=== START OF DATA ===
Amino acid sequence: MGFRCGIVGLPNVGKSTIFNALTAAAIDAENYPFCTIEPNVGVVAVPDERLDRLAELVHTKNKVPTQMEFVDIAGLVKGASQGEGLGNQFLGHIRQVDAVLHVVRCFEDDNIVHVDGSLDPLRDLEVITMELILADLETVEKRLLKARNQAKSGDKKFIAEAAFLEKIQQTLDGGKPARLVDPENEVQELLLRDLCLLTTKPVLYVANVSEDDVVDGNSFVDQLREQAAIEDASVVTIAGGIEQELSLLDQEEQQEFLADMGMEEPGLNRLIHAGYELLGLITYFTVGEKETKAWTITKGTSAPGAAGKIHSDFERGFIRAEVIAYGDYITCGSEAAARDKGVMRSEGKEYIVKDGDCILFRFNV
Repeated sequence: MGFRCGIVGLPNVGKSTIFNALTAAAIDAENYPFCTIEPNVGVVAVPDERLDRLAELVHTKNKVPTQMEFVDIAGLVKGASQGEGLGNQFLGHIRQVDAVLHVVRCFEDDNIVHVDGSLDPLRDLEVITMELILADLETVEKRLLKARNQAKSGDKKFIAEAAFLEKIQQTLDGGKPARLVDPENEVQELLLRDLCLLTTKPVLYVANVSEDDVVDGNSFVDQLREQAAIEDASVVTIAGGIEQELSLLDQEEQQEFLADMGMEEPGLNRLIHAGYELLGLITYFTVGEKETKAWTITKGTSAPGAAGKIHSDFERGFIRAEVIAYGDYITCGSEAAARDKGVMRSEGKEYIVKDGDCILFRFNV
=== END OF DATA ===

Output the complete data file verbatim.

Amino acid sequence: MGFRCGIVGLPNVGKSTIFNALTAAAIDAENYPFCTIEPNVGVVAVPDERLDRLAELVHTKNKVPTQMEFVDIAGLVKGASQGEGLGNQFLGHIRQVDAVLHVVRCFEDDNIVHVDGSLDPLRDLEVITMELILADLETVEKRLLKARNQAKSGDKKFIAEAAFLEKIQQTLDGGKPARLVDPENEVQELLLRDLCLLTTKPVLYVANVSEDDVVDGNSFVDQLREQAAIEDASVVTIAGGIEQELSLLDQEEQQEFLADMGMEEPGLNRLIHAGYELLGLITYFTVGEKETKAWTITKGTSAPGAAGKIHSDFERGFIRAEVIAYGDYITCGSEAAARDKGVMRSEGKEYIVKDGDCILFRFNV
Repeated sequence: MGFRCGIVGLPNVGKSTIFNALTAAAIDAENYPFCTIEPNVGVVAVPDERLDRLAELVHTKNKVPTQMEFVDIAGLVKGASQGEGLGNQFLGHIRQVDAVLHVVRCFEDDNIVHVDGSLDPLRDLEVITMELILADLETVEKRLLKARNQAKSGDKKFIAEAAFLEKIQQTLDGGKPARLVDPENEVQELLLRDLCLLTTKPVLYVANVSEDDVVDGNSFVDQLREQAAIEDASVVTIAGGIEQELSLLDQEEQQEFLADMGMEEPGLNRLIHAGYELLGLITYFTVGEKETKAWTITKGTSAPGAAGKIHSDFERGFIRAEVIAYGDYITCGSEAAARDKGVMRSEGKEYIVKDGDCILFRFNV